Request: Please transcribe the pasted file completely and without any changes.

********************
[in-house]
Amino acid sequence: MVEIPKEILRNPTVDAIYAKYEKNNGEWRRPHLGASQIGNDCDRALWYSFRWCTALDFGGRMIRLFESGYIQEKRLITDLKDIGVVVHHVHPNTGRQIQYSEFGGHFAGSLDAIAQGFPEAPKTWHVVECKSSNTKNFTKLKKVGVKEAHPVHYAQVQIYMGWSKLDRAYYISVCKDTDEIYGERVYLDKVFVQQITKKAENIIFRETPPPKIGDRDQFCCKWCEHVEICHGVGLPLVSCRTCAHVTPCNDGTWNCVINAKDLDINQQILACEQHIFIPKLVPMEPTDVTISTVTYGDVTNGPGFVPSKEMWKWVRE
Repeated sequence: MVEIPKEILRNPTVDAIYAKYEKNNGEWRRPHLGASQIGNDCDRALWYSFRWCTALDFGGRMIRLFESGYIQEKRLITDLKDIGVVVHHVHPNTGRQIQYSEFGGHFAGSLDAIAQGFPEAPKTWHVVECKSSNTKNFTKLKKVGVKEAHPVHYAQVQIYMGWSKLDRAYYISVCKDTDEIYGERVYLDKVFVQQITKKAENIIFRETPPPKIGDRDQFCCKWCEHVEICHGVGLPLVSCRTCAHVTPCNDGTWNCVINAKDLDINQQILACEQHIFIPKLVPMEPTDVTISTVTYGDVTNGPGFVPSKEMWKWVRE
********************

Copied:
[in-house]
Amino acid sequence: MVEIPKEILRNPTVDAIYAKYEKNNGEWRRPHLGASQIGNDCDRALWYSFRWCTALDFGGRMIRLFESGYIQEKRLITDLKDIGVVVHHVHPNTGRQIQYSEFGGHFAGSLDAIAQGFPEAPKTWHVVECKSSNTKNFTKLKKVGVKEAHPVHYAQVQIYMGWSKLDRAYYISVCKDTDEIYGERVYLDKVFVQQITKKAENIIFRETPPPKIGDRDQFCCKWCEHVEICHGVGLPLVSCRTCAHVTPCNDGTWNCVINAKDLDINQQILACEQHIFIPKLVPMEPTDVTISTVTYGDVTNGPGFVPSKEMWKWVRE
Repeated sequence: MVEIPKEILRNPTVDAIYAKYEKNNGEWRRPHLGASQIGNDCDRALWYSFRWCTALDFGGRMIRLFESGYIQEKRLITDLKDIGVVVHHVHPNTGRQIQYSEFGGHFAGSLDAIAQGFPEAPKTWHVVECKSSNTKNFTKLKKVGVKEAHPVHYAQVQIYMGWSKLDRAYYISVCKDTDEIYGERVYLDKVFVQQITKKAENIIFRETPPPKIGDRDQFCCKWCEHVEICHGVGLPLVSCRTCAHVTPCNDGTWNCVINAKDLDINQQILACEQHIFIPKLVPMEPTDVTISTVTYGDVTNGPGFVPSKEMWKWVRE